Smallholder Participation in Contract Farming and Food Security

Contract farming has frequently been shown to increase the income of participating households. Whether contract farming increases other aspects of household welfare, however, remains unclear. Using a 1,200-household data set from Madagascar and the results of a contingent valuation experiment aimed at eliciting respondent's willingness to pay to participate in contract farming, we show that for the average household, participating in contract farming (i) reduces the duration of the hungry season experienced by the household by about 10 days and (ii) increases the likelihood that the household's hungry season will end by almost 20 percent in any given month. Further, we find that these effects are even more pronounced for households with a larger number of children and for households with a larger number of female children, who often bear a disproportionate share of the burden of food insecurity.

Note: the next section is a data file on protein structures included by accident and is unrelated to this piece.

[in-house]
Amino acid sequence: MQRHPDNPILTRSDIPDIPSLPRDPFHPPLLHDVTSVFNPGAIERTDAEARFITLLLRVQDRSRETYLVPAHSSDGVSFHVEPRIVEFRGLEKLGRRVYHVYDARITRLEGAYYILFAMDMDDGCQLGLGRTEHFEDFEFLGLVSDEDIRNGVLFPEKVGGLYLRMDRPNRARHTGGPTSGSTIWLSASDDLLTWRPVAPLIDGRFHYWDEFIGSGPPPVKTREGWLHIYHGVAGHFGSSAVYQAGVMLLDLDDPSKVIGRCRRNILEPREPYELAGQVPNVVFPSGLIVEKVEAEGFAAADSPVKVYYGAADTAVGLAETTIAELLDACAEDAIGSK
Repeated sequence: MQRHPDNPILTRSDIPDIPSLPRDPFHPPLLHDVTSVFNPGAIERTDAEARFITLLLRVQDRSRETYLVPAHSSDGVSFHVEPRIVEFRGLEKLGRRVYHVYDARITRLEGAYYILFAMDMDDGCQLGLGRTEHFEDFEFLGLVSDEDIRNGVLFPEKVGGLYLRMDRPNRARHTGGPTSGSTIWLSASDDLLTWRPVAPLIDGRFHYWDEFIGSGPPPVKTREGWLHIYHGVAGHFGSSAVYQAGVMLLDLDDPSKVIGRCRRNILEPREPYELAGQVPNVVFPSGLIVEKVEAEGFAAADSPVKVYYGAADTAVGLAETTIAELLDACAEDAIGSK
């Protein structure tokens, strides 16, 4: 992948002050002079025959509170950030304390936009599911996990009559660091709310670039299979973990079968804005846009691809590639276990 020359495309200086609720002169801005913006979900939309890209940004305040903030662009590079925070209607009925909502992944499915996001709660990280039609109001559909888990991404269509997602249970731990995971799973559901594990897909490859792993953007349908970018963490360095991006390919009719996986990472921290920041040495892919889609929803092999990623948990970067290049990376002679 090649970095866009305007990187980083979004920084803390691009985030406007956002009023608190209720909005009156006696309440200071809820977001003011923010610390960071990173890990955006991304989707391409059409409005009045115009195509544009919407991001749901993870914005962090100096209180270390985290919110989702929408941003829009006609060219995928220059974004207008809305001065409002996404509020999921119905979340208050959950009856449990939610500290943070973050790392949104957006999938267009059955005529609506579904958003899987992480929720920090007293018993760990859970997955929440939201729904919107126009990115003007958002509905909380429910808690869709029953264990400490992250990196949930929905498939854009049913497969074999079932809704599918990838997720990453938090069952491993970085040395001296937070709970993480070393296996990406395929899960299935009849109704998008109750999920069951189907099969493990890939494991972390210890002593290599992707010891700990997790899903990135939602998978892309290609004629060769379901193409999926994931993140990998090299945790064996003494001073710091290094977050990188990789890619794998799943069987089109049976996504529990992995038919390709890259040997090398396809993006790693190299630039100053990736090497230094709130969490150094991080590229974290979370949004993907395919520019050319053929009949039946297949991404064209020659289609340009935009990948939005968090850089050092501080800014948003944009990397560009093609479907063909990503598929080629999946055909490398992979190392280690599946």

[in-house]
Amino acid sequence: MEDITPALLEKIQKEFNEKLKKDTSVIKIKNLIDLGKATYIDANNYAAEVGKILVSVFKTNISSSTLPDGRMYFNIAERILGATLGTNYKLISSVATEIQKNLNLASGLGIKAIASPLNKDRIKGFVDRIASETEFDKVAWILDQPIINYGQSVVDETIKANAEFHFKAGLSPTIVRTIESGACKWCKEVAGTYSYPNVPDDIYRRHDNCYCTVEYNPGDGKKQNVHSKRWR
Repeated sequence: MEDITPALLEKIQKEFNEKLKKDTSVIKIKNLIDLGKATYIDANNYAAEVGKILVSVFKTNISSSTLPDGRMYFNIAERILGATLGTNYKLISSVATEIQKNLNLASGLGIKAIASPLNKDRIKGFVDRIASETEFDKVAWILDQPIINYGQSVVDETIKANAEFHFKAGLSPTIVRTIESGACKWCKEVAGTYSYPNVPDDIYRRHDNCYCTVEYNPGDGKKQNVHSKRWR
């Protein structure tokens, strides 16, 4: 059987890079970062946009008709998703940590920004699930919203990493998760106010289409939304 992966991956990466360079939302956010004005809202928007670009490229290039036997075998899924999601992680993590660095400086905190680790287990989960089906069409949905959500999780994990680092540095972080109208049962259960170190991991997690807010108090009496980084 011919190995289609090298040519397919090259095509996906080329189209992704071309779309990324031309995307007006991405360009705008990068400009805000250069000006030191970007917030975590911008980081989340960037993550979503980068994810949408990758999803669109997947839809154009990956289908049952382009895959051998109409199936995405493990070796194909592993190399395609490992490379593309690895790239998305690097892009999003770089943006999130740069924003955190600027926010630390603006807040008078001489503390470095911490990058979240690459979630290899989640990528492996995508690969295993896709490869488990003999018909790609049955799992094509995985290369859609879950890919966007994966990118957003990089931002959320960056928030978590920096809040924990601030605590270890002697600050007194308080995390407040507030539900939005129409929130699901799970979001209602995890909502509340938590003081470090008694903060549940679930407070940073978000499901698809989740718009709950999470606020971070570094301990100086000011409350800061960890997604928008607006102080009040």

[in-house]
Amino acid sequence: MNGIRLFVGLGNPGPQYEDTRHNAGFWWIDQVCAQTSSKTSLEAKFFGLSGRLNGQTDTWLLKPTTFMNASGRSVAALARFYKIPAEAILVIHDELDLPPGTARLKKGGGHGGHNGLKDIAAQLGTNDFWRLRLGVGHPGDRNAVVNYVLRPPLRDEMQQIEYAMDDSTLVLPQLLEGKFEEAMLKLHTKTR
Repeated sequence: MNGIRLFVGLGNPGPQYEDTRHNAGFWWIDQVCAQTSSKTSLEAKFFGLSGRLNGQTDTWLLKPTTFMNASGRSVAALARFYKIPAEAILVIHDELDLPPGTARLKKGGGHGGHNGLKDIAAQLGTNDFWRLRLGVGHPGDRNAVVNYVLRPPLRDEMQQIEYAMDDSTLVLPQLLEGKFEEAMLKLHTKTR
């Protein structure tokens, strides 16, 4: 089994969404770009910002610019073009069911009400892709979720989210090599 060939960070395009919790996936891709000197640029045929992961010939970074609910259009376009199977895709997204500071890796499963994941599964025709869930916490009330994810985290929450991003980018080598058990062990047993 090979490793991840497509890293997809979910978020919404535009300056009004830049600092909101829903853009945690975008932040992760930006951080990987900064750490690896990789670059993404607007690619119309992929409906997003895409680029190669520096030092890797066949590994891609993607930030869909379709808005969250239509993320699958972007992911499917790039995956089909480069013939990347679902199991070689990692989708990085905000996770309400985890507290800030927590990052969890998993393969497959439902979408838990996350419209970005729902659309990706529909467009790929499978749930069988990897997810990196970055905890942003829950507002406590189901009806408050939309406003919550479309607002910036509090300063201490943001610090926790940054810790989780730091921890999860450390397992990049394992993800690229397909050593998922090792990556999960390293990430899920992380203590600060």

Issue Date:
May 26 2014
Publication Type:
Working or Discussion Paper
Record Identifier:
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Total Pages:
JEL Codes:
L24; O13; O14; Q12

 Record created 2017-04-01, last modified 2018-01-22

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